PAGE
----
Among the most striking discoveries in the 2018 Count were double-digit drops in chronic and veteran homelessness. The number of people who are chronically homeless, defined as those with a disabling condition who have experienced homelessness for at least a year, fell 16 percent from 17,204 in 2017 to 14,389 in 2018.
Meanwhile, the number of homeless veterans fell 18 percent from 4,792 to 3,910.
The 2018 Count also told a promising story about homeless youth. The overall number of youth did not show a significant change, shifting from 3,233 to 3,306, which is statistically within the margin of error. However, 53 percent of homeless youth in 2018 were sheltered, up from 45 percent in 2017.
“We are still in the early stages of implementing our homeless initiatives, but these numbers show that our strategies are the right ones and we are beginning to make progress,” Supervisor Janice Hahn said. “These results should give us the confidence to double down on our efforts. There are still more than 53,000 people on the streets and they should know that help is on the way.”
“Today’s results demonstrate that change is possible if we stay on this road and we aggressively push forward toward solutions together,” added Councilmember Marqueece Harris-Dawson.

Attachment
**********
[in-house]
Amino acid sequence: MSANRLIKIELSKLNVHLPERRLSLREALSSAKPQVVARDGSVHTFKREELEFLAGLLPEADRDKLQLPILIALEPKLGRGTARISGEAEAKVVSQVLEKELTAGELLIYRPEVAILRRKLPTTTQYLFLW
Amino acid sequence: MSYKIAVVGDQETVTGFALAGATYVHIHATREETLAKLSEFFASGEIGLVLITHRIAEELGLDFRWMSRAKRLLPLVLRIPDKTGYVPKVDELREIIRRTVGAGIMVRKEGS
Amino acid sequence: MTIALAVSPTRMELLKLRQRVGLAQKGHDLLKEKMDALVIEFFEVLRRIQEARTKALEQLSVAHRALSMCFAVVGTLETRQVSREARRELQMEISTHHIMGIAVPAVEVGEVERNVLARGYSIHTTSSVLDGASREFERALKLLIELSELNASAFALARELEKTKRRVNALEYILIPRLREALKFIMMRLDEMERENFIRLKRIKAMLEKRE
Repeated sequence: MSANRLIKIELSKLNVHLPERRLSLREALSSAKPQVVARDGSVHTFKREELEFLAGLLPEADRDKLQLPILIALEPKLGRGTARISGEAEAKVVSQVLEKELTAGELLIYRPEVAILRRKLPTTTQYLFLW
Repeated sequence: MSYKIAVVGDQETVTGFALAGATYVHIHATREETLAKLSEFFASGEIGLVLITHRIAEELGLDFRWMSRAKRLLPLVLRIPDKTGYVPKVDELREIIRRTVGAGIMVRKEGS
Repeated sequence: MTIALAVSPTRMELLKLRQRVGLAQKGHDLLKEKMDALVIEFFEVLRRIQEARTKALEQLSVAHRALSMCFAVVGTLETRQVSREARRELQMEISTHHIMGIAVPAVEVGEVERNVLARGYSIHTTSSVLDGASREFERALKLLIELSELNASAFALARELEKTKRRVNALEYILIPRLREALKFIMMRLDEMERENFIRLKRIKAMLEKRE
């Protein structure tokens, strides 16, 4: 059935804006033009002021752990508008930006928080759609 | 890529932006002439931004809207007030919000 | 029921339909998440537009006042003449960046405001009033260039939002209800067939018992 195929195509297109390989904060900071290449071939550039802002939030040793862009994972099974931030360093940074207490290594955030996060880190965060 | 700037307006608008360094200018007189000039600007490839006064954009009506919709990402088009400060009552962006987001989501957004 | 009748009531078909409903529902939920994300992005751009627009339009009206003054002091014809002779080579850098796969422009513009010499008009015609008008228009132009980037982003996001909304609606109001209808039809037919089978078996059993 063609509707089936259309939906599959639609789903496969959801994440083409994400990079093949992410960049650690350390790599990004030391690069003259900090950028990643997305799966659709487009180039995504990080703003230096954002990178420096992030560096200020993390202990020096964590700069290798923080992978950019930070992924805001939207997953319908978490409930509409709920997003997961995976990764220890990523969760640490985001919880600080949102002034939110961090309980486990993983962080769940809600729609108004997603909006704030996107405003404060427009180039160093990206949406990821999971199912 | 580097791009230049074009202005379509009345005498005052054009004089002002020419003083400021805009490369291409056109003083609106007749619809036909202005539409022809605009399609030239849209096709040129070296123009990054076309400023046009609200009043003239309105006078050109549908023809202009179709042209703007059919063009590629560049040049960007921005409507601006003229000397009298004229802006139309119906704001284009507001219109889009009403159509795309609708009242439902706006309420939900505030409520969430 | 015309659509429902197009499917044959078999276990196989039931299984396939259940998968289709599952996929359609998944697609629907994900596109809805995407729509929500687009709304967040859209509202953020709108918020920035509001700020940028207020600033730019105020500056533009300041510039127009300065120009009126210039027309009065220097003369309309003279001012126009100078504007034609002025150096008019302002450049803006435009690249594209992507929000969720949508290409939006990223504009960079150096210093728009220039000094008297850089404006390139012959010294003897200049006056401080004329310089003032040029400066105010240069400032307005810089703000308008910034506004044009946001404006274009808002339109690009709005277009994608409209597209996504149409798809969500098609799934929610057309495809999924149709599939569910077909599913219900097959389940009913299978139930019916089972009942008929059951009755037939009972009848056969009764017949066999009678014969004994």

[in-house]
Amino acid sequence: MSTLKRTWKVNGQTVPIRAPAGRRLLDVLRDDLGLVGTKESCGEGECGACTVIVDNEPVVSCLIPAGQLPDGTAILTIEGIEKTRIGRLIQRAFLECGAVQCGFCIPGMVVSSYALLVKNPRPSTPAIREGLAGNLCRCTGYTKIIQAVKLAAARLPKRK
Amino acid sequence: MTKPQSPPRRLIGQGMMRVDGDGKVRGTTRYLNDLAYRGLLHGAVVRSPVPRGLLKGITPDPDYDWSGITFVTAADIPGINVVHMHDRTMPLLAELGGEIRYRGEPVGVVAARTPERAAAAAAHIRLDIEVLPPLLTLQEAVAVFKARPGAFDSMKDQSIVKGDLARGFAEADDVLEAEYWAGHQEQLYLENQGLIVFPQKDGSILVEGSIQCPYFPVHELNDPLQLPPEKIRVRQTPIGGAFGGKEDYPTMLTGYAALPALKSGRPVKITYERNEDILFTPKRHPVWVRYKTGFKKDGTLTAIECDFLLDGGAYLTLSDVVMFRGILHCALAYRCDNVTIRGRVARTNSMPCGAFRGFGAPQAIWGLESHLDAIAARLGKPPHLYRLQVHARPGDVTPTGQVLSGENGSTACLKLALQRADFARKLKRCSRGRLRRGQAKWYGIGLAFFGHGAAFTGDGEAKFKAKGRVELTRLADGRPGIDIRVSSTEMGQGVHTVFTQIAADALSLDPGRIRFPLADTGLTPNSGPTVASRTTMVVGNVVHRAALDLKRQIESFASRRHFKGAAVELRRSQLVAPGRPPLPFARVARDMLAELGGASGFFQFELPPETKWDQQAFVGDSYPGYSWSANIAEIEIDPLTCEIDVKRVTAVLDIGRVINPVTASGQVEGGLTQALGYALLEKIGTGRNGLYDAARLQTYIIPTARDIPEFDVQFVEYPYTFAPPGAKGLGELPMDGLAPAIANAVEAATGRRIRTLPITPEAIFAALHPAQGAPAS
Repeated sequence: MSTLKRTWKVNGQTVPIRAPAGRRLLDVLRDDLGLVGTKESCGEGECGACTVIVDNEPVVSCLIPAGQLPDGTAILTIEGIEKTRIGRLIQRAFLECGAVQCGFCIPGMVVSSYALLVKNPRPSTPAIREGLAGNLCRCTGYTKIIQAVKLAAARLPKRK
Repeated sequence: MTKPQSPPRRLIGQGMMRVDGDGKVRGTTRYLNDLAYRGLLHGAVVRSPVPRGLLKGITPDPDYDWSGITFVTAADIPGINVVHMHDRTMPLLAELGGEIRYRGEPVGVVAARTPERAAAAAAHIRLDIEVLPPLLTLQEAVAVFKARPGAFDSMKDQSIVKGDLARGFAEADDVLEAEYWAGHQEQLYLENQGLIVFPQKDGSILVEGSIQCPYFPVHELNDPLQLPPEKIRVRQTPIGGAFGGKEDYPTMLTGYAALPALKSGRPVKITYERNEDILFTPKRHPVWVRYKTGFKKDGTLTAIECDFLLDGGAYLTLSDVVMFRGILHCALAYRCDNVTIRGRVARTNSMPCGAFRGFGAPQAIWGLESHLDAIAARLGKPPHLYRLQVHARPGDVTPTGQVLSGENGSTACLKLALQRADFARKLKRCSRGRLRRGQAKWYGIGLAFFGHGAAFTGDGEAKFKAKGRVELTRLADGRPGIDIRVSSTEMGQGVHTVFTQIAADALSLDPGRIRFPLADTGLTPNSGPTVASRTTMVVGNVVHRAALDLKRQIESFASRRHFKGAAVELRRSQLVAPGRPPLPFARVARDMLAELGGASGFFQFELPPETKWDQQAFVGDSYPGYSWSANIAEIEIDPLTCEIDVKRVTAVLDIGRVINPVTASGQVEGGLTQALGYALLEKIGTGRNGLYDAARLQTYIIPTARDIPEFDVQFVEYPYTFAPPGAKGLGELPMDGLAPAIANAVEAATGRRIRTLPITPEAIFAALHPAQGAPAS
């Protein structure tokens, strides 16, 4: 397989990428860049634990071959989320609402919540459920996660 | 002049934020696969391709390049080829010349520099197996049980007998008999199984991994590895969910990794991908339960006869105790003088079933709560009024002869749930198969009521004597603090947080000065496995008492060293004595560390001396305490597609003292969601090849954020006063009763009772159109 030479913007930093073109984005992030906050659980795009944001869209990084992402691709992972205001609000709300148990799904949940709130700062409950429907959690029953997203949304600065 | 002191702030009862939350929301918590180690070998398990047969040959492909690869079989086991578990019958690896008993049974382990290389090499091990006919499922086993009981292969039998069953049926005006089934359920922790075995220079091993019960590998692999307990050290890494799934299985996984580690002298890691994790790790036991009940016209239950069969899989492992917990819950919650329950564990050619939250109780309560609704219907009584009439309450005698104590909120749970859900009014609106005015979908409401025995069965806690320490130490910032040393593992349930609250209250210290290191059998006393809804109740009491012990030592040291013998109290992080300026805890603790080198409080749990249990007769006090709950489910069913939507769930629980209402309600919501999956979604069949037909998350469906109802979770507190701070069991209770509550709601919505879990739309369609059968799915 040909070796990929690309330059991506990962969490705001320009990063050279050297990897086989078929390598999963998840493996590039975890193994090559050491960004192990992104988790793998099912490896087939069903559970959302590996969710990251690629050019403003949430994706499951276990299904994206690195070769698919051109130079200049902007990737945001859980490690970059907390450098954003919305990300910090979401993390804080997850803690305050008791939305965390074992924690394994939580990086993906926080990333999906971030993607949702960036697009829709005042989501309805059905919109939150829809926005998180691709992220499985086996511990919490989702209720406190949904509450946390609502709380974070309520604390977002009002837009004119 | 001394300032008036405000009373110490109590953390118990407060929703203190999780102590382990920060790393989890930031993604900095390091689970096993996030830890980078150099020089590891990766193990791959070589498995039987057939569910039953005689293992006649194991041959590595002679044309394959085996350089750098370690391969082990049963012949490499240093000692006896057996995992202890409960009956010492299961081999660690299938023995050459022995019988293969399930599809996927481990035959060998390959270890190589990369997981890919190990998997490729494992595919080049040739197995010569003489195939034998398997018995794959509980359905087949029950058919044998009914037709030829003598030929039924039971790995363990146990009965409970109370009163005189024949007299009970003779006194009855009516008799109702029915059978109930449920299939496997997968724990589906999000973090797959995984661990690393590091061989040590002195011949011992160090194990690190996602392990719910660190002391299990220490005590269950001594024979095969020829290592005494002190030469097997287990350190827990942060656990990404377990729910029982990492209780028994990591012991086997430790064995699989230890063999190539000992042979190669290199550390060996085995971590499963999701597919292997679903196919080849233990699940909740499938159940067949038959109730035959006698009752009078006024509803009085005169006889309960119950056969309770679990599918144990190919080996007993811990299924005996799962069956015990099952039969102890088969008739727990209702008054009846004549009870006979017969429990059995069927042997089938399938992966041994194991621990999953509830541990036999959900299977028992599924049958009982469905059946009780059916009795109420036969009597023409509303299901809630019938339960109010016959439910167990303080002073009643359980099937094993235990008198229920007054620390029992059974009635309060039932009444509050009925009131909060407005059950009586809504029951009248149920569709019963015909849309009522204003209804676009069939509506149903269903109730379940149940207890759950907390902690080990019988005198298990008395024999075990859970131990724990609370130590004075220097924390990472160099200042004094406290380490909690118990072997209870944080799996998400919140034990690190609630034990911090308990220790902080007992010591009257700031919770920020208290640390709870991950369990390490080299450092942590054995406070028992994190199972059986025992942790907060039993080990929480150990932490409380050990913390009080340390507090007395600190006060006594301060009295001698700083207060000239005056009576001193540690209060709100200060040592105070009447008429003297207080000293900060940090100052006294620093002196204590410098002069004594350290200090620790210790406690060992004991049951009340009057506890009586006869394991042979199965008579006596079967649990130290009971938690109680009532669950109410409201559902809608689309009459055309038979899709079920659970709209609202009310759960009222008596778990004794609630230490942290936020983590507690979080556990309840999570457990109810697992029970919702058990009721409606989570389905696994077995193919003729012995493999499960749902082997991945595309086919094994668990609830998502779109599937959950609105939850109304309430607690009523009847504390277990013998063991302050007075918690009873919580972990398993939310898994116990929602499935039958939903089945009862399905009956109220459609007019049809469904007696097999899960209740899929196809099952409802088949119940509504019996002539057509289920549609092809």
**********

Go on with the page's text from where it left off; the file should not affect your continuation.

Daunting challenges remain in the fight against homelessness, since Los Angeles County has an affordable housing shortage of 565,255 units, partly because rents have been rising faster than incomes. More than a quarter of the homeless who are unsheltered — 9,322 people (LA CoC) — ended up on the streets for the first time in 2017.
The 2018 Count found that homelessness was not driven by new arrivals. Only 10 percent of those surveyed had been in Los Angeles County for a year or less. About 65 percent have been local residents for more than 20 years.
Meanwhile, black people remain overrepresented among the homeless. They account for only 9 percent of the County’s overall population, but represent 35 percent of its homeless population, down from 40 percent the year before.
Other findings of the Count:
Household Types (LA County):
- Single Adults: 80 percent
- Families with children under age 18: 14 percent
- Young Adults ages 18-24, living without a parent or guardian: 6 percent
Gender (LA County):
- Male: 67 percent
- Female: 31 percent
- Transgender: 2 percent
Race and Ethnicity (LA CoC)
- Hispanic or Latino: 35 percent
- White: 25 percent
- Black/African-American: 35 percent
- Asian: 1 percent
- American Indian/Alaskan Native: 1 percent
- Native Hawaiian/Other Pacific Islander: 1 percent
- Multi-Racial/Other: 1 percent
Age (LA CoC):
- 22% increase in seniors 62 and older
- All other age groups saw a slight decrease
Domestic Violence (LA CoC):
- 3,081 people (6% percent) reported becoming homeless because they fled domestic/intimate partner violence
Health Conditions (LA County):
- 15 percent report a substance use disorder
- 27 percent report a serious mental illness
LAHSA conducted the 2018 Count with the help of more than 8,500 volunteers, who fanned out across 4,000 square miles on January 23-25, 2018 to conduct a point-in-time census of the homeless population.